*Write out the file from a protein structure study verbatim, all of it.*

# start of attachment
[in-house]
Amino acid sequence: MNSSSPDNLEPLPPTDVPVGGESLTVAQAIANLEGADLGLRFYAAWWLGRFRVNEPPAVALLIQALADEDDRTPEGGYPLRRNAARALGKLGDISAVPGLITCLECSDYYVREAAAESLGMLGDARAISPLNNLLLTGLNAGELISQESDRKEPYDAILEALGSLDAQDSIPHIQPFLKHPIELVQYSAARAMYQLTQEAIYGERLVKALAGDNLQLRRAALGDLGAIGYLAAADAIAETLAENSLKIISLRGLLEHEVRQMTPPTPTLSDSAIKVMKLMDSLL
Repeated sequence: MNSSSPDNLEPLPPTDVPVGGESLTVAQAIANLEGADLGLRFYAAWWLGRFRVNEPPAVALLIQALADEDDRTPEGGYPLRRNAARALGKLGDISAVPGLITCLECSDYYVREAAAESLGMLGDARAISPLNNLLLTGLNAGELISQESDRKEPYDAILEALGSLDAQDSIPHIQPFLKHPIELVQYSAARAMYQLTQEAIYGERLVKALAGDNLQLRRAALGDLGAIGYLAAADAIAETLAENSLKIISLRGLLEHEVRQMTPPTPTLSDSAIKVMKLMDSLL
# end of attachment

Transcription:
[in-house]
Amino acid sequence: MNSSSPDNLEPLPPTDVPVGGESLTVAQAIANLEGADLGLRFYAAWWLGRFRVNEPPAVALLIQALADEDDRTPEGGYPLRRNAARALGKLGDISAVPGLITCLECSDYYVREAAAESLGMLGDARAISPLNNLLLTGLNAGELISQESDRKEPYDAILEALGSLDAQDSIPHIQPFLKHPIELVQYSAARAMYQLTQEAIYGERLVKALAGDNLQLRRAALGDLGAIGYLAAADAIAETLAENSLKIISLRGLLEHEVRQMTPPTPTLSDSAIKVMKLMDSLL
Repeated sequence: MNSSSPDNLEPLPPTDVPVGGESLTVAQAIANLEGADLGLRFYAAWWLGRFRVNEPPAVALLIQALADEDDRTPEGGYPLRRNAARALGKLGDISAVPGLITCLECSDYYVREAAAESLGMLGDARAISPLNNLLLTGLNAGELISQESDRKEPYDAILEALGSLDAQDSIPHIQPFLKHPIELVQYSAARAMYQLTQEAIYGERLVKALAGDNLQLRRAALGDLGAIGYLAAADAIAETLAENSLKIISLRGLLEHEVRQMTPPTPTLSDSAIKVMKLMDSLL